I know rhat many architectural photographers bridle when they see a building image with converging vertical lines. Yet they see nothing wrong with converging horizontal lines. I have taken numerous photographs on assignment for architects and for publication in trade magazines, in which the editors had no problem with vertical convergence. It is not always possible to fully "correct" convergence with a view comera (i.e, aligning the film plane to true vertical, then raising the lens standard until the ground glass image shows the entire building), especially if your back is against a building facing the subject. That was the case with the attached cover shot, but the editors selected it anyway, for its dramatic energy. Personally, I think the photographer should offer the viewer (or customer) a selection of perspectives, including converging lines. Converging verticals are dynamic, while parallel vertical lines are static. I don't want to insult the classic "corrected" images, which can be beautiful, but the "converging" image is often more striking.
Of course, my second attachment is an extreme version of this posit. It was an experiment to see if the viewer's eyes would always start at the bottom of the frame and be pulled to the top, simulating a movie pan but without actually moving the camera. If the buildings had been "corrected," the image would not have nearly the dynamic power to control the viewer's eye track. O.K., time to pile on with objections!
(Technical info: Camera was a medium-format rollfilm Brooks-Plaubel Veriwide 100, fixed Schneider Super-Angulon 47mm/f:8 lens, Kodak Ekatachrome transparency, Kodak Tri-X B&W neg, 2-1/4" x 3-1/2" frame size)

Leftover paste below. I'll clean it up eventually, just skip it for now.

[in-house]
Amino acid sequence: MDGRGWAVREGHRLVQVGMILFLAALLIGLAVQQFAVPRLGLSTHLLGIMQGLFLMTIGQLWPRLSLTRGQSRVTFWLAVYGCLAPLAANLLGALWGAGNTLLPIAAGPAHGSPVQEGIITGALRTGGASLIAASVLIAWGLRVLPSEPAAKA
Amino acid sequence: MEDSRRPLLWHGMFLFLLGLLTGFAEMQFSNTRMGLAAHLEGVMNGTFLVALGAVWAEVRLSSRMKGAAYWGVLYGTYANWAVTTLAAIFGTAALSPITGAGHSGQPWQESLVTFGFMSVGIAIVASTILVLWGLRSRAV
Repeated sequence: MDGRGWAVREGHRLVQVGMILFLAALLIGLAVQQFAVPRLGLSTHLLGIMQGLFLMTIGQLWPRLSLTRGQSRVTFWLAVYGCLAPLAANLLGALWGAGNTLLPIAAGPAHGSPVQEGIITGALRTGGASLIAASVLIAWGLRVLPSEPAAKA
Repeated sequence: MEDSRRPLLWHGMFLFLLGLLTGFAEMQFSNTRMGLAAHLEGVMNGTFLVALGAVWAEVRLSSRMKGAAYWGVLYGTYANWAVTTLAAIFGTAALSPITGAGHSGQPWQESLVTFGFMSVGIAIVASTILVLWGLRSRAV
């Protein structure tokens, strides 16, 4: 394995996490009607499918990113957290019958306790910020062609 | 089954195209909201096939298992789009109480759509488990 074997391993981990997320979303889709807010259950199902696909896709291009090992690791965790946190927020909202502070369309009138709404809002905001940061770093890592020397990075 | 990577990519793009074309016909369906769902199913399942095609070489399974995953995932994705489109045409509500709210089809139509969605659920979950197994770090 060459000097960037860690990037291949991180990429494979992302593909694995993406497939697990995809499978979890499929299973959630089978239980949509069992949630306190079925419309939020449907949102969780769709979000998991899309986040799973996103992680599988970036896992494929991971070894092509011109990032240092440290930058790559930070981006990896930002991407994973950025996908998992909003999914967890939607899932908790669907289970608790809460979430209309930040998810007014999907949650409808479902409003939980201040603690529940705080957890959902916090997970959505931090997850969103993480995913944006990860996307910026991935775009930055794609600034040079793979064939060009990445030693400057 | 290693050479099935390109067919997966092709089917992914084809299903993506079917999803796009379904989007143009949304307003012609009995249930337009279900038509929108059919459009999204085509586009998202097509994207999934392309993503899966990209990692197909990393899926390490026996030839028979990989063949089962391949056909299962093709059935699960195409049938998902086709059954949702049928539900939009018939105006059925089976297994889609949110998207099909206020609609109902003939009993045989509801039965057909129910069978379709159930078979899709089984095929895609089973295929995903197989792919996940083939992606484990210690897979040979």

Lower Manhattan, NYC
Very interesting comment, Richard! Thank you for posting it.
I think your point is perfectly valid and, considering our perspective view of the world, true.
I usually don't shoot tall buildings and do mostly interiors. So converging lines is not something I necessarily strive for in a finished photo. But, if I want to convey height in an open interior, I would certainly entertain the idea of converging walls to help do it. If there weren't any converging lines in the cover photo, it would have been perceived as a much shorter, squatter façade to most viewers. I think it would have also lost dimensional quality.
Thanks for posting Richard. I agree. While it is easy to correct vertical perspective with digital photos using current software, The examples you posted are perfect examples for NOT doing so. It these cases -- looking up at tall buildings or ceilings -- would result in unsettling distortion. And, is not warranted artistically. (And, difficult to achieve with film in post processing.)
You mentioned converging horizontal lines. It's funny how our brains work to "normalize" how we see perspective. We "see" nothing "wrong" in the converging horizontals as they converge into the distance. But, try this experiment. As you tilt your head up toward a ceiling or the sky, note that the verticals seem to remain parallel. Our brains don't seem to be able to adjust in that way when looking at a photograph of the same scene.
As an architect, I rendered my buildings using two-point perspective -- never three-point (that would affect the verticals).
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